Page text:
UK competition regulator finds Microsoft-Activision deal ‘could lead to competition concerns’

The UK antitrust authorities are concerned that Microsoft’s blockbuster acquisition of Activision Blizzard could create a monopoly in the burgeoning cloud gaming space. The Competition and Markets Authority (CMA), which began investigating the deal back in July, says it is not yet reassured by promises Microsoft has made to see the deal through. It appears that once Activision is part of Microsoft, the Xbox maker will lose its “control over popular games like Call of Duty and World of Warcraft‘ to ‘harm competitors’ by denying them access to popular titles. Microsoft has already publicly pledged not to stockpile exclusives (and said Actiblizz’s library isn’t all that anyway), but kind words haven’t mollified officials.

In a statement, it said it gave Microsoft and Activision five days to come up with proposals that would address its concerns. However, if these do not pass screening, the Bureau will launch a lengthy “Phase 2” investigation involving an independent panel to scrutinize the deal further. That will likely delay any finalization of the deal, which would then only be approved if regulators were satisfied the deal would not cause a “significant reduction in competition.” It’s likely that whatever happens, Microsoft will have to commit to not using its growing influence to hurt other companies in the industry by depriving them of key franchises.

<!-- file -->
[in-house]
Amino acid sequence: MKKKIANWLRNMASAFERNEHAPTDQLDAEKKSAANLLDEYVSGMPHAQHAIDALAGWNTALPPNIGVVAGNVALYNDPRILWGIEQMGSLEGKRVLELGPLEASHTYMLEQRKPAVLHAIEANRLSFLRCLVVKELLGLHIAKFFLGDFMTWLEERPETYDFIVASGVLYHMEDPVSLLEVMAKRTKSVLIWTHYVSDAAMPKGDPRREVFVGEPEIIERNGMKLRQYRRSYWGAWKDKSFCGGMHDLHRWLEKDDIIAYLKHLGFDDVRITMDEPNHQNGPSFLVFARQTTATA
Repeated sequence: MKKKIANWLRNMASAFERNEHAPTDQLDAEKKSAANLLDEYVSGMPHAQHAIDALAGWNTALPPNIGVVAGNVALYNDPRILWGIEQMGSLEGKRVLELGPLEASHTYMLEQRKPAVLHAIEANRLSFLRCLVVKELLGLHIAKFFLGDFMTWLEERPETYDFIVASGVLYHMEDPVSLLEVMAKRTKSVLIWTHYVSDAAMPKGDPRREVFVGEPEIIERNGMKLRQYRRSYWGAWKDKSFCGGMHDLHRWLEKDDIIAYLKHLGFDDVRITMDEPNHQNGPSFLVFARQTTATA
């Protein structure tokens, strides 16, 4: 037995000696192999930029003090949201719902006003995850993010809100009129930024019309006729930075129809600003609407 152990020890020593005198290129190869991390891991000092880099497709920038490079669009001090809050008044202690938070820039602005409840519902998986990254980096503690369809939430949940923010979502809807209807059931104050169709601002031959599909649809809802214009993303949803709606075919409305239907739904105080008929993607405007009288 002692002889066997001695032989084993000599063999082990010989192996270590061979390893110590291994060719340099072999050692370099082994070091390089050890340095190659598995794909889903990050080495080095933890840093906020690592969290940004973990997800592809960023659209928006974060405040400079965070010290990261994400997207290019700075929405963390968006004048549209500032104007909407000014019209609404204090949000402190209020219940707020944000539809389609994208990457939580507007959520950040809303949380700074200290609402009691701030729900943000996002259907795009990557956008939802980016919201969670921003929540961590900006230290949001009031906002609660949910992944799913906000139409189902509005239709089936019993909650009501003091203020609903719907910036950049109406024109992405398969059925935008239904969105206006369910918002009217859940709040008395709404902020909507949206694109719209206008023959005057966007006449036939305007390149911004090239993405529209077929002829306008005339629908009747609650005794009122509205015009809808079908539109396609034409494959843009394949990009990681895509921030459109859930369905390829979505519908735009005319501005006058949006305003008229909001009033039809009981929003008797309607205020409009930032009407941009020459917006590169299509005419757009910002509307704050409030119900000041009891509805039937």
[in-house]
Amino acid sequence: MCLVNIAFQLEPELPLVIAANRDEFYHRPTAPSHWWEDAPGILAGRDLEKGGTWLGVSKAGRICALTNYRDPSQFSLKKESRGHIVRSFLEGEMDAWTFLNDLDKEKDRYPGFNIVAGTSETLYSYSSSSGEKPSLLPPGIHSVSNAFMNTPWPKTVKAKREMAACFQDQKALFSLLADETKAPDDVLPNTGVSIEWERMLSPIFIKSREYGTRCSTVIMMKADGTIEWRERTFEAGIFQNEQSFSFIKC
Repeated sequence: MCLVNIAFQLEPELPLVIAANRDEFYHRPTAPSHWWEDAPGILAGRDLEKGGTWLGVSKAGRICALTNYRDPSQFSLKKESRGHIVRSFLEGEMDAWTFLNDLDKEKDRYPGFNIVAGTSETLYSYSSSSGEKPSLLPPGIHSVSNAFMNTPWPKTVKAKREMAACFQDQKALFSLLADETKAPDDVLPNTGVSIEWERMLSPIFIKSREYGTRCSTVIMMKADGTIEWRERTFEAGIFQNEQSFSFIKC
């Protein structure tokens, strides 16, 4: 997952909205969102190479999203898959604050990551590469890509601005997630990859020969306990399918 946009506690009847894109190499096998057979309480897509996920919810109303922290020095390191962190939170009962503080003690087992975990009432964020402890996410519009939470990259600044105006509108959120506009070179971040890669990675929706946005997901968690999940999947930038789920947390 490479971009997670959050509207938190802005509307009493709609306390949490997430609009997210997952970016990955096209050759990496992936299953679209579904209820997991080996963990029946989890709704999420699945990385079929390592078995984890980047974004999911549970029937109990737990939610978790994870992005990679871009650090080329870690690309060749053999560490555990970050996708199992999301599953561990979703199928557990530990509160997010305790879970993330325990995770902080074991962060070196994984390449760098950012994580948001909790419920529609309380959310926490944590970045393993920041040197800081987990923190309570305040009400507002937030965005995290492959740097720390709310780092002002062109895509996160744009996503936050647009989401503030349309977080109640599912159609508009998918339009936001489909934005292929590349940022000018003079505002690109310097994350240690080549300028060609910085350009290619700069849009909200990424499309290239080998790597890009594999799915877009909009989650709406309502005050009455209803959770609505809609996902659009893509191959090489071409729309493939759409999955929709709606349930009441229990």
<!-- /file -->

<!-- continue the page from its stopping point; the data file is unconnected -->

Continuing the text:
Microsoft’s gaming boss Phil Spencer has already reacted to the announcement and reiterated the previous promise not to remove Call of Duty from PlayStation, for example. Spencer pointed out the cross-platform appeal of Minecraft, a title Microsoft acquired in 2014 as proof of the company’s good faith. Activision CEO Bobby Kotick released an open letter to employees saying the company will be “fully cooperating” with regulators, who are taking “reasonable” steps to ensure there are no risks to competition.

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